Truth is specifically reduced to the correspondence principle, which holds that truth corresponds to facts and is related to reality or metaphysical realism. When assessing the essence of fact, it can take many forms and truth can be found in many ways and still contribute to a common theme, but with different applications. For example, the lack of a falsehood counts as a fact, as does the reality of a problem or the distorted version as observed (Williams et al.). According to philosopher Aristotle, fact implies “saying of what is that it is not, or of what it is not that it is, is false, while to speak of what is that it is, and of what is not that it is not, is true” (David). Therefore, people often have the option of telling the truth and facts as explicitly as they are or concealing the entire thing and saying it out in small amounts. The choice often lies with the speaker or the bearer of truth, and the recipient mostly has to work with what is provided, despite the choice (Lickerman, 1). The question of whether truth should be given out wholly to everyone in full packages or released in small doses remains a fundamental element of philosophy.
Although confusing, truth should be given entirely to every person so that once they are knowledgeable about something, they can use the provided information accordingly. Knowing the actual truth about something, a place, or a person presents the opportunity to face various situations with a well-prepared mind and fully knowledgeable approach (Williams et al.). When someone has adequate knowledge about something, they can effortlessly evaluate and address the situation better. Critics argue that sometimes, “the truth may be too much to bear or too hurtful and disappointing” (Williamson et al.) but it is better to learn about the frustrating element before delving into a situation to prepare how to handle the case effectively.
Again, the truth may often direct a person to an undesired place or a place where they do not want to be but on the contrary, being informed can be useful in helping another person prepare well for anything that may occur to them in the future moment (Lickerman). In my opinion, truth is a crucial aspect, and being equipped with knowledge is useful because it enables a person to become well-armed with information and prepare adequately for what may come. Sometimes, people hide the whole truth to protect the feelings of other people but conversely, what you do not know may end up hurting you worse than what you know (Williams et al.) because, for the latter, feasible solutions can be developed in good time to help salvage the situation.
People should further be given the truth in whole packages because truth has its virtue. For the speaker, telling the truth to someone else is regarded as an honorable move no matter what the truth is or regardless of who is receiving information (Lickerman). Moreover, truth is vital for a consistent and resourceful approach to life because knowing the validity of something is essential in making significant decisions in life. The speaker also enjoys the benefit of peace of mind if the truth is given out wholly to people because releasing primary information or facts to someone eliminates the constant worry of having to hide something from them (Williams et al.). As an element of being moral and exercising morality, we are not supposed to lie, but in numerous instances, we find ourselves telling lies to people, and the rationales behind concealing the truth vary among individuals despite the common aim of hiding the facts from people.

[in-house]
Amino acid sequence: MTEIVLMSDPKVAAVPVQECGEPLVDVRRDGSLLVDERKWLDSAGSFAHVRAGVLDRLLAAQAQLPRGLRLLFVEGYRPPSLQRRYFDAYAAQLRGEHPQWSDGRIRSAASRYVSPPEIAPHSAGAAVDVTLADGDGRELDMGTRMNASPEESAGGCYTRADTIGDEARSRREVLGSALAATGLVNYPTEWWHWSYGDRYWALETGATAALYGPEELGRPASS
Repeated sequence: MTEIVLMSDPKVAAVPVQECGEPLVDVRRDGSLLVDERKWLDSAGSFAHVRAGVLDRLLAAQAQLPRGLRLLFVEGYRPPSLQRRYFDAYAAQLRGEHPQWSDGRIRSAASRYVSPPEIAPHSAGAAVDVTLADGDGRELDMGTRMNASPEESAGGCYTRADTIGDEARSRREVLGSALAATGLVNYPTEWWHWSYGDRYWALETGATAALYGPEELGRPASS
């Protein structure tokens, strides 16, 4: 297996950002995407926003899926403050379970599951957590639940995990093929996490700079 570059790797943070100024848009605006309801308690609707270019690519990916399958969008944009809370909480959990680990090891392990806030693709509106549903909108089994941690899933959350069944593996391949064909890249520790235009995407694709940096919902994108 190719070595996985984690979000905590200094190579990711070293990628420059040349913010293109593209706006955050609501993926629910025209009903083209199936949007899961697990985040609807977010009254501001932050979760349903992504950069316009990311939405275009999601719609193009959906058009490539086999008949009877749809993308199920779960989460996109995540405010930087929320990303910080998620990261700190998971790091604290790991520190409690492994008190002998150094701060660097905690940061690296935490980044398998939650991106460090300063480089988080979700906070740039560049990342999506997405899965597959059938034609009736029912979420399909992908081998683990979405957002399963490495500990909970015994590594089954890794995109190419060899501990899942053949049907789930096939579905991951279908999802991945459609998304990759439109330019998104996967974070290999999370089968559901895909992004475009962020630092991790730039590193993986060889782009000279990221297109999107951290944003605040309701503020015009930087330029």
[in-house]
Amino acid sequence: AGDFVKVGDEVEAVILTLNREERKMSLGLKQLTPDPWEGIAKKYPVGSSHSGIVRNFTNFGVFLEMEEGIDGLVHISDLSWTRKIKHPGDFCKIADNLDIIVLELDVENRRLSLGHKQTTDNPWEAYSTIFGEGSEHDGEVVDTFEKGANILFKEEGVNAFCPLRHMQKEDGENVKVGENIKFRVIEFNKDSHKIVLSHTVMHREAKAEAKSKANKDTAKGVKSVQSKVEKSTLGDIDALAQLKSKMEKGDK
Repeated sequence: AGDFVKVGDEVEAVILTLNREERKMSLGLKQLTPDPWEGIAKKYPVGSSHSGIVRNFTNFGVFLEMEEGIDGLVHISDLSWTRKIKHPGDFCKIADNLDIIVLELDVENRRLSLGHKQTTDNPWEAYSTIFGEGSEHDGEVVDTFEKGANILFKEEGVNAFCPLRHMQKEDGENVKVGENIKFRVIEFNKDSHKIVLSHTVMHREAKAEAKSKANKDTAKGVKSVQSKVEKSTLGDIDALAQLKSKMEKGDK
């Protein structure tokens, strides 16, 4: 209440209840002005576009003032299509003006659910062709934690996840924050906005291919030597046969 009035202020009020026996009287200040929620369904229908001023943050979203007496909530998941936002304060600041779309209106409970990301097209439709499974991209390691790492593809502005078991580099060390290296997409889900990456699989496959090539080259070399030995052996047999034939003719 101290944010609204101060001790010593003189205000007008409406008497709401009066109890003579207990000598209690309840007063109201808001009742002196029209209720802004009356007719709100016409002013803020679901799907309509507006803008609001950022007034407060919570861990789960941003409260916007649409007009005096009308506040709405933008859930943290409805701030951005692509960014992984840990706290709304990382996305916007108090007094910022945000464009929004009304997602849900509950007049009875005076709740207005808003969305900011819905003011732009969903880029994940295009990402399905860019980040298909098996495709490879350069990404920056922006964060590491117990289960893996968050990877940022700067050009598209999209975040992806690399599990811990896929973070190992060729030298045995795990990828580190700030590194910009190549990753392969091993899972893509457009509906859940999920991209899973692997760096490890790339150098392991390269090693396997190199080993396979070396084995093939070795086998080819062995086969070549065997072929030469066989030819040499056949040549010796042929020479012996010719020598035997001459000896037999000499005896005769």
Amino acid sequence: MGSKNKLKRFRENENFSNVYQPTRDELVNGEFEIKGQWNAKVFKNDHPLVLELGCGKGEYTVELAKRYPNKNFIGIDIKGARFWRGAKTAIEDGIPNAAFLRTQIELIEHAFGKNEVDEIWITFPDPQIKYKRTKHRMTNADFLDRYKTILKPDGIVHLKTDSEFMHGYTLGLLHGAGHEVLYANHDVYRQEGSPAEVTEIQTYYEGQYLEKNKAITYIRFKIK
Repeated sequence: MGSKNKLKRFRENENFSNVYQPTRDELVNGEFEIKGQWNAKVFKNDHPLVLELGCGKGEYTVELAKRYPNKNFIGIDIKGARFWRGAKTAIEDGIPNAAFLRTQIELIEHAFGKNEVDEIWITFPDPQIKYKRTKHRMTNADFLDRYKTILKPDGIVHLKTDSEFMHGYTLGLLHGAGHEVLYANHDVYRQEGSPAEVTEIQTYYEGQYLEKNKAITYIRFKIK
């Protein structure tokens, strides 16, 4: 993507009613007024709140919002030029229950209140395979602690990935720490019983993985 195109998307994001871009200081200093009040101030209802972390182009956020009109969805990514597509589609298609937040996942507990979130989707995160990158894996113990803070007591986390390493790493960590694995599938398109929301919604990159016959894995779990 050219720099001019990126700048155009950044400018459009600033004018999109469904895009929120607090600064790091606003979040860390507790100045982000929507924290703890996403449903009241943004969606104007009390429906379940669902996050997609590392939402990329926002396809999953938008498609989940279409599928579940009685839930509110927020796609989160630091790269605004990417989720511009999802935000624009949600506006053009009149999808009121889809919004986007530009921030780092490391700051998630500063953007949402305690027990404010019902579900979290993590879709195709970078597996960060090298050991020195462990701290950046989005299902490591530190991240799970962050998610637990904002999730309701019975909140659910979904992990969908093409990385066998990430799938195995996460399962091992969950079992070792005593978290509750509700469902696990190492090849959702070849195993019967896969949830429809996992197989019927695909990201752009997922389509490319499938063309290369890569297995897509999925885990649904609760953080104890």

‘By the Waters of Babylon’ by Stephen Vincent Benet is a literary work that vividly illustrates the aspect of truth and its position in society. Narrated by John, a priest’s son, the persona recounts the nature of his people who are naturally, but some things must be hidden from the people. The priest’s family is the only family allowed to visit the East because it is a sacred place of the gods. Growing up, John watches his father go to the place of the gods, and when John becomes of age, he finally visits the forbidden place to collect metal, but unbeknown to his father who thinks that his son is going on a spiritual journey (Benét). Upon his return, John’s father warns him against narrating his encounter to other people in the tribe because sometimes too much truth can be bad and it must be told bit by bit (Benét, 6). “It is forbidden to travel east, and it is forbidden to go to the place of gods” (Benét, 2). “These things are forbidden- they have been forbidden since the beginning of time” (Benét, 1). The two quotes from the literature illustrate the aspect of concealed truth.
In John’s encounter, although his father believes that too much truth could be harmful, it may not be too bad to tell people the entire truth all at once. “Truth is a hard deer too hunt. If you eat too much truth at once, you may die of the truth” (Benét, 6). The people have developed their inquisitiveness from being kept in the dark about the mysterious place of the gods. Hence, they keep having strings of questions as to why the priest’s family is the only family allowed in that place. Supposing they were given the whole truth about the area, they would minimize their inquisitive nature and deal with the reality, no matter how scary.
Benét, Stephen Vincent. By the waters of Babylon. Dramatic Publishing, 1971.
David, Marian. “The correspondence theory of truth.” (2002).
Lickerman, Alex. “Why Be Honest?” (2014).
Williams, Emma J., et al. “Telling lies: the irrepressible truth?.” PloS one 8.4 (2013): e60713.